• If you need to manually enter the IP address information from your ISP, in the Internet Protocol (TCP/IP) Properties dialog box, click to select the Use the following IP address, and then type the address, subnet mask, and default gateway information that your ISP provided. Click to select Use the following DNS server addresses, and then type the name of the DNS server or servers that your ISP provided.
  7. Click Advanced, then click the DNS tab. Click to clear the Register this connection's addresses in DNS check box.
Note: You need to type a permanent address and appropriate subnet mask for your internal network on the internal adapter (do not use DHCP on this interface). Leave the default gateway blank. The ISA Server computer needs only one default gateway: the one that is configured on the external interface. Configuring a default gateway on the internal adapter causes ISA to malfunction.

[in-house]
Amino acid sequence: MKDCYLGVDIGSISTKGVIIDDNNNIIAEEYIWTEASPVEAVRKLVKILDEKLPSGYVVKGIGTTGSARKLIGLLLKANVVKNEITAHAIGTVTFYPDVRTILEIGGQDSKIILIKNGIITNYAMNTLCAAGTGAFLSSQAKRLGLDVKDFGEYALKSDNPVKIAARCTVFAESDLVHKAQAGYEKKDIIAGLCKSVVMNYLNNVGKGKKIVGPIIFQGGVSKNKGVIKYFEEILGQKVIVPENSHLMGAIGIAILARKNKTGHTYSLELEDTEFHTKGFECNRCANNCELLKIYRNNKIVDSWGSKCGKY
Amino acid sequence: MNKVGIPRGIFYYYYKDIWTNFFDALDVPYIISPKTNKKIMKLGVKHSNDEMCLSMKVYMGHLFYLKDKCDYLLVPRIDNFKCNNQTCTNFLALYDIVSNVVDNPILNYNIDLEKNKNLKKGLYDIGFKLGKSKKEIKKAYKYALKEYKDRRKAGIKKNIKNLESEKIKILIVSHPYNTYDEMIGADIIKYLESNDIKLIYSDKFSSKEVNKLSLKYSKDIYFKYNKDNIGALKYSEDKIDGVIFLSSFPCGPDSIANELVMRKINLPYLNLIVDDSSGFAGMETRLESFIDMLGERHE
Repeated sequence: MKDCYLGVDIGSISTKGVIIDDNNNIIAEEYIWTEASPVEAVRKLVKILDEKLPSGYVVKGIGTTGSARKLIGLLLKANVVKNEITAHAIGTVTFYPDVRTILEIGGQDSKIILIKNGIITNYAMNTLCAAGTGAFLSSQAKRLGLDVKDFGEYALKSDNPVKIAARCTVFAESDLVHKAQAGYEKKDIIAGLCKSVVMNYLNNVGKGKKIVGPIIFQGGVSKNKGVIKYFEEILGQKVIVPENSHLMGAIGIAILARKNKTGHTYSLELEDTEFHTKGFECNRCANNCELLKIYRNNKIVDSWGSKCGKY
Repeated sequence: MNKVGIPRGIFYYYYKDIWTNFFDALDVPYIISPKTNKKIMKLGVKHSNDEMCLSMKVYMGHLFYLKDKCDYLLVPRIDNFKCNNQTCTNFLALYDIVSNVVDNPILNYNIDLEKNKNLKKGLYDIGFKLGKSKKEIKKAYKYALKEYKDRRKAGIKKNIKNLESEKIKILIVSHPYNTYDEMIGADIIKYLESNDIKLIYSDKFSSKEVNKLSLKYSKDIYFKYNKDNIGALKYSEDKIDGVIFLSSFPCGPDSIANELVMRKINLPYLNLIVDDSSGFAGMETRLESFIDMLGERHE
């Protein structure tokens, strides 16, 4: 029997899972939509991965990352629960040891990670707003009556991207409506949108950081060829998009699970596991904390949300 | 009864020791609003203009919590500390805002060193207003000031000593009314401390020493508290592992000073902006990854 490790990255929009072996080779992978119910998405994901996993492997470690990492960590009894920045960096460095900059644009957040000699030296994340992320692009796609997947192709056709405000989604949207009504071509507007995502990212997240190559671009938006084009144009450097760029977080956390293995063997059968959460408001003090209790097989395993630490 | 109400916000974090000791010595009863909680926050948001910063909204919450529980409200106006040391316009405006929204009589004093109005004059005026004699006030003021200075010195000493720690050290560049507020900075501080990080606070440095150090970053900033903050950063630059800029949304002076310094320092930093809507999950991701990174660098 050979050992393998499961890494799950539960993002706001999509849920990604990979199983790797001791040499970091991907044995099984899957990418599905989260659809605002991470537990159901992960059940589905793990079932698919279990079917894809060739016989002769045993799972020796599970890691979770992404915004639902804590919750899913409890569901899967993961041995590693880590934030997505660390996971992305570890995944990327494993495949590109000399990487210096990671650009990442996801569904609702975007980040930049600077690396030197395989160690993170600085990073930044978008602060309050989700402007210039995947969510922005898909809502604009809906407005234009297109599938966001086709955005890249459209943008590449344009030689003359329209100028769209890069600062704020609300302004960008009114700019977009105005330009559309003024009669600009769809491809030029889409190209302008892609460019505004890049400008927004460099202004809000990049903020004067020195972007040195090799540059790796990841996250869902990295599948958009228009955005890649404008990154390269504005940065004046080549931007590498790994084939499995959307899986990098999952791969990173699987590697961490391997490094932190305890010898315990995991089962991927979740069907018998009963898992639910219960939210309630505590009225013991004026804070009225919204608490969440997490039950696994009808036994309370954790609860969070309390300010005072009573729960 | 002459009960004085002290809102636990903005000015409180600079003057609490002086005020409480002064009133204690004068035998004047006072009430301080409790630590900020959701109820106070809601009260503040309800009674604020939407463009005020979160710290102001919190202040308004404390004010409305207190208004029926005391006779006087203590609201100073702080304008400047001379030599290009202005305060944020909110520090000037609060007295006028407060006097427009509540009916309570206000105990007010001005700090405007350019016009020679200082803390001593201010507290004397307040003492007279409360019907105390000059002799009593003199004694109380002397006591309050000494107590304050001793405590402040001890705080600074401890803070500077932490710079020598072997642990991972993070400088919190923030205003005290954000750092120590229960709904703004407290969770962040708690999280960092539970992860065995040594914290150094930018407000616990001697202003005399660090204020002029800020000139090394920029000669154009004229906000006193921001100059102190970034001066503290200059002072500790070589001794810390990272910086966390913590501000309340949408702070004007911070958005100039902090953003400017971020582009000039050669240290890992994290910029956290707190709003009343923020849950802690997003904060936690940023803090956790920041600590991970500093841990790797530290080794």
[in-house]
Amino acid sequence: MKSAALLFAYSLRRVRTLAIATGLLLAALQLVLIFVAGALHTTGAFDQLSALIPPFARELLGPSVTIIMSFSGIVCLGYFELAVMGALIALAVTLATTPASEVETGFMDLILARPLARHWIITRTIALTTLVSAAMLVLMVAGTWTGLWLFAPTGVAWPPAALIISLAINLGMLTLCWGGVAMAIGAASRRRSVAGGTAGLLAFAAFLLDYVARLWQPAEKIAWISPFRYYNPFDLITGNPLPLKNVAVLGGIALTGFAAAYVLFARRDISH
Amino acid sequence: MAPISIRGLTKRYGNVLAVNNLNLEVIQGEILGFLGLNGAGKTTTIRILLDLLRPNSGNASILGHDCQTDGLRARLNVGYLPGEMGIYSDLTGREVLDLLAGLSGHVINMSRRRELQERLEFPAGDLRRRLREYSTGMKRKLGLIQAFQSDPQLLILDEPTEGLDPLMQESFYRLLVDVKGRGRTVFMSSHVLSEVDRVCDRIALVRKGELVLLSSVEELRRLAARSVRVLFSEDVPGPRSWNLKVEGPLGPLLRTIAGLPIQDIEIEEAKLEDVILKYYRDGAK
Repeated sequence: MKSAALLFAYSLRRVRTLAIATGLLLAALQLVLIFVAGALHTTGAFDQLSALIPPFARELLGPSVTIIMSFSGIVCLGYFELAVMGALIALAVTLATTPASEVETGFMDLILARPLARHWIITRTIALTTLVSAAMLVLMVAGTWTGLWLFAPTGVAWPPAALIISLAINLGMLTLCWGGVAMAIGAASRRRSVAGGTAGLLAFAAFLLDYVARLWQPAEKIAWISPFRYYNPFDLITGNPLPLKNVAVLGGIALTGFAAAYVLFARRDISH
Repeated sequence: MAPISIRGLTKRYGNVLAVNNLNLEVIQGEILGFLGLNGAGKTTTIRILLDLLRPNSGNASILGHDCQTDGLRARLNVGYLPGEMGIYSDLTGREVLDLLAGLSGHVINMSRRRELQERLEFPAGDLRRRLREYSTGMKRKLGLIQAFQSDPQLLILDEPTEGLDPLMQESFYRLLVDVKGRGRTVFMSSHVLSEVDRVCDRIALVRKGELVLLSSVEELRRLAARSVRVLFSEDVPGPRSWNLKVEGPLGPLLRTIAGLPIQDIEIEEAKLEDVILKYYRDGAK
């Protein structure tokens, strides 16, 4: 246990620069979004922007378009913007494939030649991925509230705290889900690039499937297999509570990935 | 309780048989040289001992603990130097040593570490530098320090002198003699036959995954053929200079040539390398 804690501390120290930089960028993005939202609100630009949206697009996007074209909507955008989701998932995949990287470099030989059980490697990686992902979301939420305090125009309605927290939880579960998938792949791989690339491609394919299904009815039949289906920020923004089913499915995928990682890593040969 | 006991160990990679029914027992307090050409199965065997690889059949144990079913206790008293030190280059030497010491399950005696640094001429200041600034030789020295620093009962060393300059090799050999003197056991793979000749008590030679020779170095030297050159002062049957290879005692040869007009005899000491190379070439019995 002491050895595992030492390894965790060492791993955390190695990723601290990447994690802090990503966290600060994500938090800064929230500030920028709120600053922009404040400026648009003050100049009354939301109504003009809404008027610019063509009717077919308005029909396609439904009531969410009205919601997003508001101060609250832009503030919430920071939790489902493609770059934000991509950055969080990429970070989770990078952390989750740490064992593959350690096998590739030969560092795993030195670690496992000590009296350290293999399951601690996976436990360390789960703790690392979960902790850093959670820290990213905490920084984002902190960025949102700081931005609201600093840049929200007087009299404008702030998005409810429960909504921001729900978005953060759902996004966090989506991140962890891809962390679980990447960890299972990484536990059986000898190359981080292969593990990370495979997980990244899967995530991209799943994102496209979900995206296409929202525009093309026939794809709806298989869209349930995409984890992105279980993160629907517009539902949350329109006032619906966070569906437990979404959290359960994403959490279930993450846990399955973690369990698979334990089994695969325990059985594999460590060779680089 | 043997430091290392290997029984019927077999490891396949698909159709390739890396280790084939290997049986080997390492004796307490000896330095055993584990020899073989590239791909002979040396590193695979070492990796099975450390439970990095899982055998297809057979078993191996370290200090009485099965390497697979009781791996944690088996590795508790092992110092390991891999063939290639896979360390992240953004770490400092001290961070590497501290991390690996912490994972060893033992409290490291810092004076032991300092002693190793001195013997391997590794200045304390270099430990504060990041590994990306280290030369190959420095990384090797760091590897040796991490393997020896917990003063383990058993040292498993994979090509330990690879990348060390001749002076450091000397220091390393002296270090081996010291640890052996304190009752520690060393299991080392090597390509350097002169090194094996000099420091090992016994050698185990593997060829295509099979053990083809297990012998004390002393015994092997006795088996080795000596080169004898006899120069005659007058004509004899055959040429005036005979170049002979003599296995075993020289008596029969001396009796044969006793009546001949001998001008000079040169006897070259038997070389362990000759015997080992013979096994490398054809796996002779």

To configure the internal interface to your network

  1. Right-click My Network Places, and then click Properties. Right-click your Local Area Connection (LAN), click Rename, and then type Local network.
  2. Right-click Local network, and then click Properties.
  3. On the General tab, click to select the Show icon in taskbar when connected check box.
  4. Click to select the Client for Microsoft networks and File and printer sharing for Microsoft networks check boxes if they are not selected.
  5. Double-click Internet protocol (TCP/IP), and then click to select the Use the following IP address check box.